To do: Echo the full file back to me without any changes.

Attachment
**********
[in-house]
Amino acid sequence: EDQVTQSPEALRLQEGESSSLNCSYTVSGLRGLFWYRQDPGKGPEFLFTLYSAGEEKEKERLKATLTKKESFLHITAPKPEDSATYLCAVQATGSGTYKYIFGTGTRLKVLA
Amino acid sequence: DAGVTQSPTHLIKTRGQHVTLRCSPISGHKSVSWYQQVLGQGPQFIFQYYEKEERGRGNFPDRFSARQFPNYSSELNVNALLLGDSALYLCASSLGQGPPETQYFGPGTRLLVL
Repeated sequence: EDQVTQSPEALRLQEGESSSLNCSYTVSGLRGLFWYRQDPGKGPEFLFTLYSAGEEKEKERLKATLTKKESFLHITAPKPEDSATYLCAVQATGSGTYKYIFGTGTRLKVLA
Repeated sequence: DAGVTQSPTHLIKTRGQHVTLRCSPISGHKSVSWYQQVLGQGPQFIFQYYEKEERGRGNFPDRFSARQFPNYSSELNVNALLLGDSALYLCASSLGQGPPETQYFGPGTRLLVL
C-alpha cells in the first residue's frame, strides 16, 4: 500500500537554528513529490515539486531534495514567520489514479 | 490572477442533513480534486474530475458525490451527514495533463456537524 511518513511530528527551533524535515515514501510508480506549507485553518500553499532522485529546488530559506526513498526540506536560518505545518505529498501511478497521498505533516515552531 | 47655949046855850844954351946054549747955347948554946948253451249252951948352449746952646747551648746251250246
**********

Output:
[in-house]
Amino acid sequence: EDQVTQSPEALRLQEGESSSLNCSYTVSGLRGLFWYRQDPGKGPEFLFTLYSAGEEKEKERLKATLTKKESFLHITAPKPEDSATYLCAVQATGSGTYKYIFGTGTRLKVLA
Amino acid sequence: DAGVTQSPTHLIKTRGQHVTLRCSPISGHKSVSWYQQVLGQGPQFIFQYYEKEERGRGNFPDRFSARQFPNYSSELNVNALLLGDSALYLCASSLGQGPPETQYFGPGTRLLVL
Repeated sequence: EDQVTQSPEALRLQEGESSSLNCSYTVSGLRGLFWYRQDPGKGPEFLFTLYSAGEEKEKERLKATLTKKESFLHITAPKPEDSATYLCAVQATGSGTYKYIFGTGTRLKVLA
Repeated sequence: DAGVTQSPTHLIKTRGQHVTLRCSPISGHKSVSWYQQVLGQGPQFIFQYYEKEERGRGNFPDRFSARQFPNYSSELNVNALLLGDSALYLCASSLGQGPPETQYFGPGTRLLVL
C-alpha cells in the first residue's frame, strides 16, 4: 500500500537554528513529490515539486531534495514567520489514479 | 490572477442533513480534486474530475458525490451527514495533463456537524 511518513511530528527551533524535515515514501510508480506549507485553518500553499532522485529546488530559506526513498526540506536560518505545518505529498501511478497521498505533516515552531 | 47655949046855850844954351946054549747955347948554946948253451249252951948352449746952646747551648746251250246